The bottom fell out of a lot of things following the 2008 market crash, including construction costs. Prices associated with nonresidential construction tapered off until about six years ago, when steady escalations took hold year after year. Will these increases hasten the finale of this record-long development cycle?
When it comes to construction costs, there are two considerations, materials and labor. Over the past fifty years, the cost of materials has risen at a relatively constant 3 to 5 percent rate. Comparing smaller time frames—such as the handful of post-recession years versus the booming economy since—it would appear that material costs have risen at a faster-than-typical rate.
However, any additional pricing in our recent history is more of a regression to the mean than an omen. Again, costs tumbled following the recession but the economy (and hence development, construction and construction prices) rebounded since.
“The escalation we have seen is no different than what people consider an anomaly in other years,” said Andy MacGregor, president of Accend Construction. “None of this is any scarier than what we have dealt with in the past. I feel like people just like to whine about it.”
While the market sat on pent-up price surges that didn’t unspool until the economy really hit its stride around 2013, there is another factor: tariffs. The Trump administration has waged an on-again, off-again trade war with numerous countries, especially China, that in theory should jack up the prices for metals and other materials used in commercial construction. But here, too, anxiety may be misplaced.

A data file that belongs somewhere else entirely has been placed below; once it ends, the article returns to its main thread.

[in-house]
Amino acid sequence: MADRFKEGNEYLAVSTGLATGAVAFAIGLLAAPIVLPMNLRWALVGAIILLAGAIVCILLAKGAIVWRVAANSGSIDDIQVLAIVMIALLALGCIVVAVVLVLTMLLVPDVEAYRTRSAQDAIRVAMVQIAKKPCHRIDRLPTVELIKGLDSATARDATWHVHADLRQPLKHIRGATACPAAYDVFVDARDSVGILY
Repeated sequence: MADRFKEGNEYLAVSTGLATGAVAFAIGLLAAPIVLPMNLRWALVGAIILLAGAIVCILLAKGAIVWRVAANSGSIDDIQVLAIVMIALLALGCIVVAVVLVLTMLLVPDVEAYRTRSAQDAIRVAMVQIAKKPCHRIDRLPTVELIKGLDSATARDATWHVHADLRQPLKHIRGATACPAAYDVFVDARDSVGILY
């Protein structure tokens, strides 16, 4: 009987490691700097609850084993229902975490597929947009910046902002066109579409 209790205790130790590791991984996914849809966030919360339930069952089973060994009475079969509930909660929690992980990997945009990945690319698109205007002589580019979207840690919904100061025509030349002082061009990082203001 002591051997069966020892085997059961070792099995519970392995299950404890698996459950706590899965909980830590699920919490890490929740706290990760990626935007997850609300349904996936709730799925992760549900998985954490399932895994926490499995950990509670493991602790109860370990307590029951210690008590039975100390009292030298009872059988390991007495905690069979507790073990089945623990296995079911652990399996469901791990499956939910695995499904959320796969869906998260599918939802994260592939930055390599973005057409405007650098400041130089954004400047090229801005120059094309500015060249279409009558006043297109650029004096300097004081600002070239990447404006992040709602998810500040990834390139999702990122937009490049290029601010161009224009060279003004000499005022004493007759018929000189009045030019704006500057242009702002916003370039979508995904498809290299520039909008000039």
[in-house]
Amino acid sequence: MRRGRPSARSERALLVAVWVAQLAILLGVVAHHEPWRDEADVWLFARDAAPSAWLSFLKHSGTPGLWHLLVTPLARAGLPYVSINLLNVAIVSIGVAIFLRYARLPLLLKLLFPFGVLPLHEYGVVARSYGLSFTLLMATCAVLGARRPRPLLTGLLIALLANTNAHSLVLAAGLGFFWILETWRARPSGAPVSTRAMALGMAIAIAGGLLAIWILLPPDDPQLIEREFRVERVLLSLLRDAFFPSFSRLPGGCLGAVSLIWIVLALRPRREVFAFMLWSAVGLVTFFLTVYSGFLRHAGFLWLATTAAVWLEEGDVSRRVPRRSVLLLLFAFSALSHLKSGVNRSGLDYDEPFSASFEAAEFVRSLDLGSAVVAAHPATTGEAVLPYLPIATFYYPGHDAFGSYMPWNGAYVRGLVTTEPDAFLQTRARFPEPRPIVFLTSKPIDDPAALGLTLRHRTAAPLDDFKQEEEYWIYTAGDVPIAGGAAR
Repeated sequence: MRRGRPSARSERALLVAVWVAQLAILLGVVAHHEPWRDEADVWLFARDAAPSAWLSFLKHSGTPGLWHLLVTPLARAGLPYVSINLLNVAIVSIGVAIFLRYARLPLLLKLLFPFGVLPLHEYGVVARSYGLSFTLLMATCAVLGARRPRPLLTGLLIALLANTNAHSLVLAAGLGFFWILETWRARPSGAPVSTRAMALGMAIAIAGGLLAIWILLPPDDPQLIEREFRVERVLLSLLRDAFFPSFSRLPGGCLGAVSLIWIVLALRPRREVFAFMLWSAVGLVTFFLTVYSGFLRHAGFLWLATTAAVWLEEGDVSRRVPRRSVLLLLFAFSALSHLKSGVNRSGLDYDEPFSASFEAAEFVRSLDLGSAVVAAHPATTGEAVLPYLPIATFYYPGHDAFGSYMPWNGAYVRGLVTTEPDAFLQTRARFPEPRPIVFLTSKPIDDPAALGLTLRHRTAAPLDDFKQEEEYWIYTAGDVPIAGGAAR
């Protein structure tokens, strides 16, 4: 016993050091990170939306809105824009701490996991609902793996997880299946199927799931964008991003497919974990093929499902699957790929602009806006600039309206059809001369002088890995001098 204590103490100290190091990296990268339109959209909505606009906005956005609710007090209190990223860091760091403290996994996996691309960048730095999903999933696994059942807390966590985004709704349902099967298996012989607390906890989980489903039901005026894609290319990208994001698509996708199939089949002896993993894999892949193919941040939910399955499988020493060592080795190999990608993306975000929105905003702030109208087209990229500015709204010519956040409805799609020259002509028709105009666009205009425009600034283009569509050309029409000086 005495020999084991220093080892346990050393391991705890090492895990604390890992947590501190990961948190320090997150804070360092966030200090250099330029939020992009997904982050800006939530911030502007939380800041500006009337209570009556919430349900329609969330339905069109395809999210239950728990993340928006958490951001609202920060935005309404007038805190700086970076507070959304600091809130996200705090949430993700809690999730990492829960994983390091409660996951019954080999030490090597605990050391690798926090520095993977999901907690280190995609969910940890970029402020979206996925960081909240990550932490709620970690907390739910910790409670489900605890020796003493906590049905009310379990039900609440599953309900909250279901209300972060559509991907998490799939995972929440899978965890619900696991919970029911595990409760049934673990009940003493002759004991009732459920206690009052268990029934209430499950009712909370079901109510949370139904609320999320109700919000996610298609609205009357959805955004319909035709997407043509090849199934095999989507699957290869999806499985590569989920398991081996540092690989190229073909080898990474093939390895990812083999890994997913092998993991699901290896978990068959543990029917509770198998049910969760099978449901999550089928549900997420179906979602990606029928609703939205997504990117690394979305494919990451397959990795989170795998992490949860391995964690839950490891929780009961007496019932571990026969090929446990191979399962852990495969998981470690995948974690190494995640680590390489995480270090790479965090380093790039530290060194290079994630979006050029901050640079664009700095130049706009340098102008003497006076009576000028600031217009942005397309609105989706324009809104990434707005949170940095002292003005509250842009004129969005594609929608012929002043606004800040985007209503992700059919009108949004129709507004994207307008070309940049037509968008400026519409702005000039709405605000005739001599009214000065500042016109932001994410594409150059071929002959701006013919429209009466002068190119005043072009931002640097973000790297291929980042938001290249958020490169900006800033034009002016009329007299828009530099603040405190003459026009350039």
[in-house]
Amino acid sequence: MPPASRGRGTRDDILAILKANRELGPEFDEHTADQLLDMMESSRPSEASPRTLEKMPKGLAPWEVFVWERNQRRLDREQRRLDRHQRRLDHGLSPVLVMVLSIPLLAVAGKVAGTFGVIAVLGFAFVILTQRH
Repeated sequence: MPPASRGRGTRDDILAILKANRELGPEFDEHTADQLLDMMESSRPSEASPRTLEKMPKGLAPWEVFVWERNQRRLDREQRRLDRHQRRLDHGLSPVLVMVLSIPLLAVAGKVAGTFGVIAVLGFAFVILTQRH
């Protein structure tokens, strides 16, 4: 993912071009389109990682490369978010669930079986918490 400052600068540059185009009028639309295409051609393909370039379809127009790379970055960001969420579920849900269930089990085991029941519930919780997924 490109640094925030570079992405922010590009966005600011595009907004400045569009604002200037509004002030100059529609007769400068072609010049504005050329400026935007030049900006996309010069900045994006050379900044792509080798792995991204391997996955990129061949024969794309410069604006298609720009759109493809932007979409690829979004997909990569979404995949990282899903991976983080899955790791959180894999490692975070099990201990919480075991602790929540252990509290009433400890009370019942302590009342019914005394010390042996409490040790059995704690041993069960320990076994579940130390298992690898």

“I think it’s more the uncertainty of the tariffs that gets people going,” said MacGregor. “To the extent that there have been higher prices, it has had more of an effect on manufactured goods than raw steel. I haven’t heard a ton about it on the building side, to be honest.”
In the broader view, any rise in material costs from the trade wars will likely be a temporary blip, akin to the rise in gypsum products immediately following hurricane Katrina.
The other factor that affects construction costs is labor. According to MacGregor, Chicago has experienced fairly stable labor costs, at least on the union side. Illinois’ unemployment rate dropped to 3.8 percent in November 2019, the lowest in more than 40 years, according to the U.S. Bureau of Labor Statistics. This includes added construction jobs in nine of the state’s 14 largest markets.
Illinois is a complex situation, however, as the state lost population for the sixth straight year, shedding more than 50,000 residents in 2019 alone. Fewer people are moving to—and some are outright leaving—the state, citing factors such as high taxes and distrust of state and local government. This has amounted to a population loss of nearly 160,000 people in the 2010s, or about 1.2 percent of the state’s overall population.
Fewer people means fewer workers, which means higher labor costs. That may soon change, however. Compared to large markets along the coasts, Chicago remains exceptionally cost competitive. It’s cheaper to live and to build here than in New York, San Francisco, Seattle or L.A.
Accend’s parent company, Skyline Construction, is based in the Bay Area—giving them a front-row view of tech firms emigrating from Silicon Valley to cheaper, but still dense, metros like Chicago. The attraction of affordable real estate, a lower cost of living and a steady supply of well-educated, Big 10 alumni are all reasons that Salesforce, Facebook, Google and others have committed to expanding their footprints in Chicago.
“When I started working in the Bay Area about 10 years ago, construction costs there were pretty much equal to Chicago and the labor rates are still identical today,” MacGregor said. “What’s happened since is that in San Francisco it’s now 30 to 40 percent more expensive to build commercial office space. On top of that you have a cost of living that’s about 60 percent more.”
Chicago’s dense, globally focused market offers good transportation, low cost of living and a robust labor pool. Corporations and employees alike can’t ignore those metrics.